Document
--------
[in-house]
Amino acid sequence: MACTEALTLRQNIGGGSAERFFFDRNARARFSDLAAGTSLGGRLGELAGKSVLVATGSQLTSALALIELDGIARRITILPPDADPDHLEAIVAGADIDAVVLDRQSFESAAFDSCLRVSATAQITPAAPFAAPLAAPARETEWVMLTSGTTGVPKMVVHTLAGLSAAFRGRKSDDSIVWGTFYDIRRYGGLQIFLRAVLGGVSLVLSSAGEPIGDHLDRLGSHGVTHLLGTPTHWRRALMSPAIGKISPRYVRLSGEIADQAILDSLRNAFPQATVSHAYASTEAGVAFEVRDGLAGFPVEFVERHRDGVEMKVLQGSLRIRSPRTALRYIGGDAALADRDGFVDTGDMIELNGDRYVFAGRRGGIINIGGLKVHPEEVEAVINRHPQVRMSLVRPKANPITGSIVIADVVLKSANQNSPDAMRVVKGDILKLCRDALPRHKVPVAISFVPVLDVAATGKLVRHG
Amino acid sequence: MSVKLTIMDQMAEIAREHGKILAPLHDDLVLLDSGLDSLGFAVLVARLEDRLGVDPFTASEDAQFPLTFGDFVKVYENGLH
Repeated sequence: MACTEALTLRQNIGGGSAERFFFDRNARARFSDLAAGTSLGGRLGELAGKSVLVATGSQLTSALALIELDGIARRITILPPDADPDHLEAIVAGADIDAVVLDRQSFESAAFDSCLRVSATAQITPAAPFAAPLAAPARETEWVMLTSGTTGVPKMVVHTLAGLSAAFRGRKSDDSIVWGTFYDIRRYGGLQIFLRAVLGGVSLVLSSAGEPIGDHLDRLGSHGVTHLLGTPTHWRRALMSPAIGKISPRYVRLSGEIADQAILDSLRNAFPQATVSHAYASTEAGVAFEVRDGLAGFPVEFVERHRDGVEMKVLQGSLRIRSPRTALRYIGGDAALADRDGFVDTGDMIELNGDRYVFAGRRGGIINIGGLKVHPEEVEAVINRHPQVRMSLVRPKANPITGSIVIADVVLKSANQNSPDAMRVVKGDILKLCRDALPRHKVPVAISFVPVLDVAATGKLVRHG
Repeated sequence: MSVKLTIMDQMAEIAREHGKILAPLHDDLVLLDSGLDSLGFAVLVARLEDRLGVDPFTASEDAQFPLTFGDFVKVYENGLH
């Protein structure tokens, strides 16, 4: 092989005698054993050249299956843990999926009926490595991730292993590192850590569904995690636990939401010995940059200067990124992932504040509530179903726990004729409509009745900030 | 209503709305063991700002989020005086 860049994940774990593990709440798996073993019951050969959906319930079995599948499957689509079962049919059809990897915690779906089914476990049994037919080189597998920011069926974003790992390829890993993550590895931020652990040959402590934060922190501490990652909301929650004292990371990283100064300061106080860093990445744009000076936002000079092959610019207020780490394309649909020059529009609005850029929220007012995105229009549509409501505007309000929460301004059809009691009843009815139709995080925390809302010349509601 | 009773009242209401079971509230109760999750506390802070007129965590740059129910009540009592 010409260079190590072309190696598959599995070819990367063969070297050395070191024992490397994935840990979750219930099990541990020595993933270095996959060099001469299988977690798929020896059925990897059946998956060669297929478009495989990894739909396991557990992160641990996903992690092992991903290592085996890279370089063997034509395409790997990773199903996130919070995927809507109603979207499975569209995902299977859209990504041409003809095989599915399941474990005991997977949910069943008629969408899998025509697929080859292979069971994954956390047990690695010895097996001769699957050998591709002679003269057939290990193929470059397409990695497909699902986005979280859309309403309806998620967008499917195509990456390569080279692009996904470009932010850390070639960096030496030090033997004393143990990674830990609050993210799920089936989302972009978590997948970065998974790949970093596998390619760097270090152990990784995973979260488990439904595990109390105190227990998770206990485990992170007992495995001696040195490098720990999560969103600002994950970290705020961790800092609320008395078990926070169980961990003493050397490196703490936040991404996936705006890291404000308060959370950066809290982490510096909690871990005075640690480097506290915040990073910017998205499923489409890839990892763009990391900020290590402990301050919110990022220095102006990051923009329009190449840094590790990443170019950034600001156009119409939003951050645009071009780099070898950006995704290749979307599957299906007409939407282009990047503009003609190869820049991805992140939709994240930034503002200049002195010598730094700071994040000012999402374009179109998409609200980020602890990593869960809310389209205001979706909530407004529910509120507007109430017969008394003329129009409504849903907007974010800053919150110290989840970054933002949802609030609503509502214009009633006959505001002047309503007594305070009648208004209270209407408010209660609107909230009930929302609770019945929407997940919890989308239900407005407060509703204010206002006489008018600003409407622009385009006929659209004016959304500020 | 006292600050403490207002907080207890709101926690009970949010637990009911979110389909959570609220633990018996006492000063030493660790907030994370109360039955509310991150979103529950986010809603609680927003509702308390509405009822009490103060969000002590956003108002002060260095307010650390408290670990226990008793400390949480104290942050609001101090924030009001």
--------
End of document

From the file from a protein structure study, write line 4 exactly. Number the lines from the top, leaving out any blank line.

Repeated sequence: MACTEALTLRQNIGGGSAERFFFDRNARARFSDLAAGTSLGGRLGELAGKSVLVATGSQLTSALALIELDGIARRITILPPDADPDHLEAIVAGADIDAVVLDRQSFESAAFDSCLRVSATAQITPAAPFAAPLAAPARETEWVMLTSGTTGVPKMVVHTLAGLSAAFRGRKSDDSIVWGTFYDIRRYGGLQIFLRAVLGGVSLVLSSAGEPIGDHLDRLGSHGVTHLLGTPTHWRRALMSPAIGKISPRYVRLSGEIADQAILDSLRNAFPQATVSHAYASTEAGVAFEVRDGLAGFPVEFVERHRDGVEMKVLQGSLRIRSPRTALRYIGGDAALADRDGFVDTGDMIELNGDRYVFAGRRGGIINIGGLKVHPEEVEAVINRHPQVRMSLVRPKANPITGSIVIADVVLKSANQNSPDAMRVVKGDILKLCRDALPRHKVPVAISFVPVLDVAATGKLVRHG